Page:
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The list of demands that came out of these meetings is daunting and goes on for pages — no garbage cans (the closest one is at the bus stop), no toilets, no standing compost, no pest vectors (so no ponds for water catchment, which could breed mosquitos), and no permanent structures, such as poured concrete for building. That means that at least two substantial roofed structures intended for community gathering and classroom space will somehow have to be designed without foundations.
Essentially, Beacon Food Forest must be able to pack up and leave town at the drop of a hat, in case anything goes wrong. That hesitancy on the city's part contrasts with the Friends of the Food Forest's plan to create more permanent food systems that will take generations to fully mature.
In December, Department of Neighborhoods P-Patch stepped up to be the umbrella organization for BFF, bringing with it an additional set of protocols for management, organization, funding, and much more.
Now that their project has been approved, the biggest challenge for Friends of the Food Forest in the coming weeks will be educating the Beacon Hill community about the food forest and how it can serve as a resource to residents and their families. Free workshops will teach skills like fruit tree care, plant identification, crafting (basket making, dying, fiber art, etc.), and food preservation (canning, pickling, drying, etc.). Paid workshops will help fund maintenance costs and detailed, multi-lingual signage will help visitors understand the purpose of each plant and the design of the site.
The project's partnership with P-Patch also means they'll have more access to funding and be able to contract labor through more affordable organizations like the Seattle Conservation Corps, which they expect to use for infrastructure and maintenance work. P-Patch also brought with it $100,000 worth of funding for the project, as part of the $146 million Parks and Green Space Levy. The food forest has one year to utilize the funds, jolting the project into full gear.
Despite quite a few bureaucratic roadblocks, those with experience in Seattle's urban agriculture scene are optimistic about the future of the project.
“There are pieces of this happening at P-Patches all around the city — collective management, communal plots, significant perennial areas, orchard and tree fruit and berry areas," explains Laura Raymond of P-Patch. "What is unique is how this site is trying to have physically significant areas dedicated to all of those and to think about how they are all going to work together."
Carl Woestwin, a program manager and senior planner who has been with Seattle Public Utilities for more than 22 years, remembers another large scale project in Seattle spurred by a bunch of visionary gardeners. Beginning in the late 1970s, Woestwin was part of the group that established Seattle Tilth and the Good Shepard Center gardens.
He remembers the extreme skepticism of the Parks Department at the time. "They felt that it was just a group of hippies that had come along and didn't trust that after we started something we would follow through," says Woestwin. "Turns out Seattle Tilth did not disappear and has grown stronger. But you wouldn't have known that back then. That's always an issue for the city departments: Who are we dealing with? What is their follow-through ability?"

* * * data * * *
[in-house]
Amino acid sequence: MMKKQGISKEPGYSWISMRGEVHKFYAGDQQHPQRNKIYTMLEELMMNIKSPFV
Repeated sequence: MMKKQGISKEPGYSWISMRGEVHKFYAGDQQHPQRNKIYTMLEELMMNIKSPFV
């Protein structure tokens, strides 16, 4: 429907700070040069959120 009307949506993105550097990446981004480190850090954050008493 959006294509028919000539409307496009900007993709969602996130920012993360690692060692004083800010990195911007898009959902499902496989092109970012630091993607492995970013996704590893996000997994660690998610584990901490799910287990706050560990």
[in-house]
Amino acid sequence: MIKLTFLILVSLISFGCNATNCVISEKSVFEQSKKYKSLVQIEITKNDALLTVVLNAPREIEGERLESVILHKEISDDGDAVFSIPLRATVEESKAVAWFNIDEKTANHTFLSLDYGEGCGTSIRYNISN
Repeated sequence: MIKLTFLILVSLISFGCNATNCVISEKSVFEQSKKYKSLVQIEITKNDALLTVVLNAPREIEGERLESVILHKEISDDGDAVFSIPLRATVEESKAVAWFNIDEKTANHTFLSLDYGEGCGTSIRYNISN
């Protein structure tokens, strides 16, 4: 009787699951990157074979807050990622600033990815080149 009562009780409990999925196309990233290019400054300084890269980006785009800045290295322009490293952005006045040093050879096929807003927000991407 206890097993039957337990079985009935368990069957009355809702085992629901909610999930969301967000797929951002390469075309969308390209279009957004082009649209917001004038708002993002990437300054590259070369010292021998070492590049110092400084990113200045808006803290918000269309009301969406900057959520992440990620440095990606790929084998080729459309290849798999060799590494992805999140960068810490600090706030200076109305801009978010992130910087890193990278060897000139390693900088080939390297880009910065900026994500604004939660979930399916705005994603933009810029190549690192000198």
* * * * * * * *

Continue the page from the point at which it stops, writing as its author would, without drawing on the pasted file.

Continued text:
Pell sees the Beacon Food Forest as the start of a larger movement toward a more motivated, vibrant, and self-sustaining Seattle. "If people had access to larger pieces of land to do projects like this you would see really different cultures emerging around these things," she says. "If Seattle could provide 5 percent of its food from within the city, that would be more than almost any other city in the world. Even places that are really committed get less than 1 percent. Can you imagine what the city would be like if 10 percent of the food came from the city?"
But Pell's concerns are new to mainstream thinking in both city governance and communities, and though the inspiration for a stronger local food system may be there, the process is not yet. Beacon Food Forest got its start in 2010, the same year Seattle declared the Year of Urban Agriculture and two years after launching the Local Food Action Initiative (Resolution 31019). If the city is going to follow through with these initiatives and produce a meaningful amount of its own food, as Pell emphasizes, it will have to meet its inspired citizens halfway.
While piles of press and hundreds of millions of taxpayer dollars are sucked into the inertia of industrial-scale, controversial infrastructure projects such as the viaduct, projects like BFF, which are willing to accommodate and investigate their community's needs and can raise the health, happiness, and standard of living of a whole community, are often crushed by bureaucracy before they even begin.
Working in a community as diverse as Beacon Hill, Herlihy's team has seen first-hand the costs and complexity of the interface between citizens, government, and land use; a quagmire that leaves many highly creative, but marginalized cultural communities disenfranchised and disempowered. The Friends of the Food Forest's experience shows that achieving local food access goals means simplifying the bureaucratic obstacle course to allow for flexible, productive land use and creating easier access to government for the many ethnic groups that comprise its citizenry. Count the Beacon Food Forest among the pioneers in this process.
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